It would be about a year or two after that, that I would start using men's facilities. I hadn't yet started my transition, but just decided that it had to be a better option. The very first time I walked into the men's bathroom, at a movie theatre, and walked into a stall unnoticed, it was amazing. It was the first time I could recall not being stared at or verbally assaulted in a public bathroom. No one looked at me -- no one noticed me. From that point on, I would never use another women's bathroom.

Fast forward to now -- and these hate groups and politicians want you to fear me and people like me. They want to legally force me to use women's facilities. Not because they actually fear me -- or truly believe I am a danger to anyone -- but because they want me put in my place. This is simply a continuation of the bullying that LGBT people have had to endure for most of our lives. These are the schoolyard bullies that taunted us then, in positions of power now. They've found a way to continue their legacy of hatred and divisiveness and they're using their constituents to help them manifest their agenda. The people blindly supporting laws such as Pat McCrory's HB2, are the bystanders in the schoolyard who rally around the bully and get sucked in. They're jumping on the bandwagon because it's easier. Easier than speaking out against the popular opinion and challenging the bullies.

This isn't about public safety, or protecting anyone from transgender people. This is about trying to erase a group of people that aren't easily understood. And in addition to that, it's been a wildly successful smokescreen for the other things laws like HB2 accomplish. Things such as taking away employees right to sue for other forms of discrimination -- such as discrimination based on race, religion, age, military status, disability, pregnancy, etc. In addition to employment discrimination, it also makes it harder to get housing protections and protects the state from being forced to raise the minimum wage. HB2 also makes it much harder to file civil lawsuits. But the majority of people voting for and supporting bills like these don't realize the other insidious language hidden in them -- because they've been sold on the bathroom issue. They've been shown scary black and white commercials with a man following a little girl into a bathroom. They've been told that if these laws aren't passed, men will all of a sudden begin donning wigs and dresses to attack people in bathrooms. They've been told that their privacy is being taken away from them, and that they are in grave danger. It's worked beautifully so far and those politicians are laughing all the way to the bank. While they're getting you worked up over LGBT people, marriage and bathrooms they're gerrymandering at the state level to keep wages low, limit voter access, cut aid to the poorest among us, and lower taxes and increase benefits for the wealthy.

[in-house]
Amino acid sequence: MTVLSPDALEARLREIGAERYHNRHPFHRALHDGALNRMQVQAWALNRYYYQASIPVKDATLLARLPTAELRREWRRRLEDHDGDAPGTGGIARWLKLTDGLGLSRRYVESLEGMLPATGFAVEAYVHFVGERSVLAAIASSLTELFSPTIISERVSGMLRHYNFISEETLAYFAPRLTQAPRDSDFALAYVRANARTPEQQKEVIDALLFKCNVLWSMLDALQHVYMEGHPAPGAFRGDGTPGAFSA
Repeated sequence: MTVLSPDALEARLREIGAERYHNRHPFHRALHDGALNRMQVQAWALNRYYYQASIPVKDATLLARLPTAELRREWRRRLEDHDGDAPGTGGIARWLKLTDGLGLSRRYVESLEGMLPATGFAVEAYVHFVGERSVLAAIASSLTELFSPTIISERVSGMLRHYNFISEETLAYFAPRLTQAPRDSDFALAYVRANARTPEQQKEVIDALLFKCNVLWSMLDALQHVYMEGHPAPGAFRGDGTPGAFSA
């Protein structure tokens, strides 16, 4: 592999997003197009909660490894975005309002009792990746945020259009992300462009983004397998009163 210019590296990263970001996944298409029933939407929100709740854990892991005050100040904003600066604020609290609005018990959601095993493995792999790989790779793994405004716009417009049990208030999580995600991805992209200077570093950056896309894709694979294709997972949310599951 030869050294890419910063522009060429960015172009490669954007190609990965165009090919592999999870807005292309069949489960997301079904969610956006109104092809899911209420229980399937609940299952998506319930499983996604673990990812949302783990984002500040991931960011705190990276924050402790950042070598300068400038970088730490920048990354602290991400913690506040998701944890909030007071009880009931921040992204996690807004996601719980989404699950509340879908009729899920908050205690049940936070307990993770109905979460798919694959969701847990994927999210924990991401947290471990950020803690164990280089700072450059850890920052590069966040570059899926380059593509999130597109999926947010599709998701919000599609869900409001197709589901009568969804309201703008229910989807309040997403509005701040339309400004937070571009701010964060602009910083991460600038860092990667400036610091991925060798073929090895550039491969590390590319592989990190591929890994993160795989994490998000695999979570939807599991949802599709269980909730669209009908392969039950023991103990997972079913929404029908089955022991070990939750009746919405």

Wake up America -- we are far better than this. We're the laughing stock of the world right now. We pride ourselves in being the "land of the free" and being a world leader, but that isn't the image we're projecting to the rest of the world. We appear weak and oppressive, and we appear divided and afraid. And a divided nation is vulnerable to outside threats, and in the wise words of Abraham Lincoln, "a house divided against itself cannot stand."